For the Love of Disruptive Strategies and Utopian Visions in Contemporary Art and Culture No.2 by James Cauty.
I usually wouldn’t bother writing about the over-rated and over-valued Damien Hirst—I’ll leave that to heavyweights such as Robert Hughes—but one story this week toasted the cockles of my black and cynical heart. Before we get to that, some context is required.
Hirst unveiled his diamond-coated platinum skull, For the Love of God in June 2007. Later that month, artist John LeKay complained that Hirst swiped the idea from LeKay’s series of crystal skulls made in the early Nineties. Hirst certainly knew LeKay at that time and interviewed him for a gallery catalogue in 1993.
(LeKay) said: “I would like Damien to acknowledge that ‘John really did inspire the skull and influenced my work a lot’. Damien’s very insecure about his originality. He used to say, ‘You’re a better artist than me’.
“He can be affectionate and is fun to be around, but he struggles to come up with ideas. It takes years of work to develop something. My stuff with crystals took a lot of research. You don’t just get there. He’s impatient. He’s a lazy artist.”
This wasn’t the first time Hirst was accused of laziness or even plagiarism. In 2000 he was sued for breach of copyright by Norman Emms after he made Hymn, an over-sized copy of Emms’ model for the Young Scientist Anatomy Set. That dispute was settled out of court only to be followed in 2006 with an accusation of theft by computer artist Robert Dixon who claimed that his geometric model of a flower, True Daisy, had been copied by Hirst for a piece entitled Valium. Judge the similarity for yourself.
Fast forward to December 2008 when a teenage graffiti artist who calls himself Cartrain created a collage which includes a photo of Hirst’s skull. The £200 that sales of this netted him also drew the attention of the Design and Artists Copyright Society and Hirst himself who demanded both the money and the artwork. Cartrain said:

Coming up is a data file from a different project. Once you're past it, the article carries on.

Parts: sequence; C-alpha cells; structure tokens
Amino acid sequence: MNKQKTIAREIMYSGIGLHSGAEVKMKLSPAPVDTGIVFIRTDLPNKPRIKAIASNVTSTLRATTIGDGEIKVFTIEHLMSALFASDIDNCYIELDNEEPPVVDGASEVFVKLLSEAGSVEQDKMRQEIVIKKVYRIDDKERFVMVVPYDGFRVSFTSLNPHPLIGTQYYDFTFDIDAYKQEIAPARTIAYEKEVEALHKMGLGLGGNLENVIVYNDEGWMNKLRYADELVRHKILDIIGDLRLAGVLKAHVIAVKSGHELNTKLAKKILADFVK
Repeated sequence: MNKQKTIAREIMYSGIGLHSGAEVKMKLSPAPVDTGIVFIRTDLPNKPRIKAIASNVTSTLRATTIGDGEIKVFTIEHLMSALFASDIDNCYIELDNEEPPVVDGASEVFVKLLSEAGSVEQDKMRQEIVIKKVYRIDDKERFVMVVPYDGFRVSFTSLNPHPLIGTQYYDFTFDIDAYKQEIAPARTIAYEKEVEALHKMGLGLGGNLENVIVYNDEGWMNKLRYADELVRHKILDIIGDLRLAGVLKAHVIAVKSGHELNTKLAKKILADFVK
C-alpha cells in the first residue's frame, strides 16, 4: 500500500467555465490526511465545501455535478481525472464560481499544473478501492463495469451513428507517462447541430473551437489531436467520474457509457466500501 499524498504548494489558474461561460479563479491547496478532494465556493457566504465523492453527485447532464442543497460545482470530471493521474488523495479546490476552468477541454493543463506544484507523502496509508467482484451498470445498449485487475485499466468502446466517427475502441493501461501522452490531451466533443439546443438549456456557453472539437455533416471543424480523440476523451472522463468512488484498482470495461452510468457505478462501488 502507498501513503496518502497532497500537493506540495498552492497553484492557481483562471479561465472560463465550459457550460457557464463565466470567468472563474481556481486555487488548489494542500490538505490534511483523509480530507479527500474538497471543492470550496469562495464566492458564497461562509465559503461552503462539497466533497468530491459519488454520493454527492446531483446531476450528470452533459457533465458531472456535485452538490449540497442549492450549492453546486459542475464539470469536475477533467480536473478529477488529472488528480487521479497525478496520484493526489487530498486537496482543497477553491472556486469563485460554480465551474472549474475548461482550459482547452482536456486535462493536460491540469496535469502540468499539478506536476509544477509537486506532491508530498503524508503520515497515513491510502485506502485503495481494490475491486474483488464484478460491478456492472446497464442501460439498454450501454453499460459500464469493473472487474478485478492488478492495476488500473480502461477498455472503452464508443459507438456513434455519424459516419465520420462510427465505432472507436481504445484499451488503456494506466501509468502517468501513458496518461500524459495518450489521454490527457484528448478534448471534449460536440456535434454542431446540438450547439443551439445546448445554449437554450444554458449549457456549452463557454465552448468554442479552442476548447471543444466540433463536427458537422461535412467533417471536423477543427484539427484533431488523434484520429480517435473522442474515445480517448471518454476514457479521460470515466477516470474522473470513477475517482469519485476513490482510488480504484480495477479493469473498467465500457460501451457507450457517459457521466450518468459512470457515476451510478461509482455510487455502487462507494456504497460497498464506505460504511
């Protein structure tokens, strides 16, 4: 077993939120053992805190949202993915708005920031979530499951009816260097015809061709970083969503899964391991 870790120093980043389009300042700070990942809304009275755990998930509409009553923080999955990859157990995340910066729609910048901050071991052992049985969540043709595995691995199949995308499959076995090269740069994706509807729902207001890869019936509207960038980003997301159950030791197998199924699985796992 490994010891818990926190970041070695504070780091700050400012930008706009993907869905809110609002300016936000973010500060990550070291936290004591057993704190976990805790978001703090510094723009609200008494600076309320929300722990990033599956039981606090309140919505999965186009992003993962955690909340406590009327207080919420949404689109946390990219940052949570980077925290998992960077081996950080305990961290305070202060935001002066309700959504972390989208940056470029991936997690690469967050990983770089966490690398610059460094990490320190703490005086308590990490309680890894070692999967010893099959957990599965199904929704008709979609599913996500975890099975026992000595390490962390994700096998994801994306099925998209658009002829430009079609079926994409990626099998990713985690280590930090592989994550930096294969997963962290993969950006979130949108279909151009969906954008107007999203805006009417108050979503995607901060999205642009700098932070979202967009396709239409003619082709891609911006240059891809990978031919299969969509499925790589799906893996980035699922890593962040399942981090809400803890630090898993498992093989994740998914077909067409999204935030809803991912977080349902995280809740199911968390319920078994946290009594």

I handed over the artworks to Dacs on the advice of my gallery. I met Christian Zimmermann [from Dacs] who told me Hirst personally ordered action on the matter.
I think this is the point where one has to start using the word hypocrite, don’t you? Others think so too, among them Jimmy Cauty (ex-KLF) and Sex Pistols sleeve designer Jamie Reid whose website Red Rag To A Bull describes itself as “a radical institution dedicated to the pursuit of “FREEDOM, TRUTH and JUSTICE in the art world and BEYOND”. And also overblown statements.” Inspired by Cartrain’s treatment, Cauty and co have been producing their own riffs on Hirst’s skull as a deliberate act of provocation. Cauty says, “Unlike Cartrain and his gallery, we are not intimidated by lawyers and if an injunction is issued, we will simply ignore it on the grounds of freedom of speech.” Reid calls Hirst a “hypocritical and greedy art bully”. There’s some funny stuff on their site, all of which is for sale as limited edition prints.
All of the works below are for sale and once TWENTY MILLION POUNDS has been raised ALL the proceeds will go to make an exact copy of a sculpture known as “For the Love of God”. This will then be sold for FIFTY MILLION POUNDS and the THIRTY MILLION POUND profit will then be used to repay the Street Urchin his 200 quid, help other Street Urchins and also feed starving children in Africa and Sussex.
Hirst will no doubt be grudgingly amused by the attention even if it is for behaving more like a grasping corporation than an artist. He’s also become the subject of another artwork by Eugenio Merino, For the Love of Gold, which depicts the corporate entity inside one of his vitrine tanks shooting himself in the head. All of which is silly and juvenile but then the only response much contemporary art deserves is a silly and juvenile one. People are naturally tempted to wave a red rag in the face of the pompous or the hypocritical. More power to them.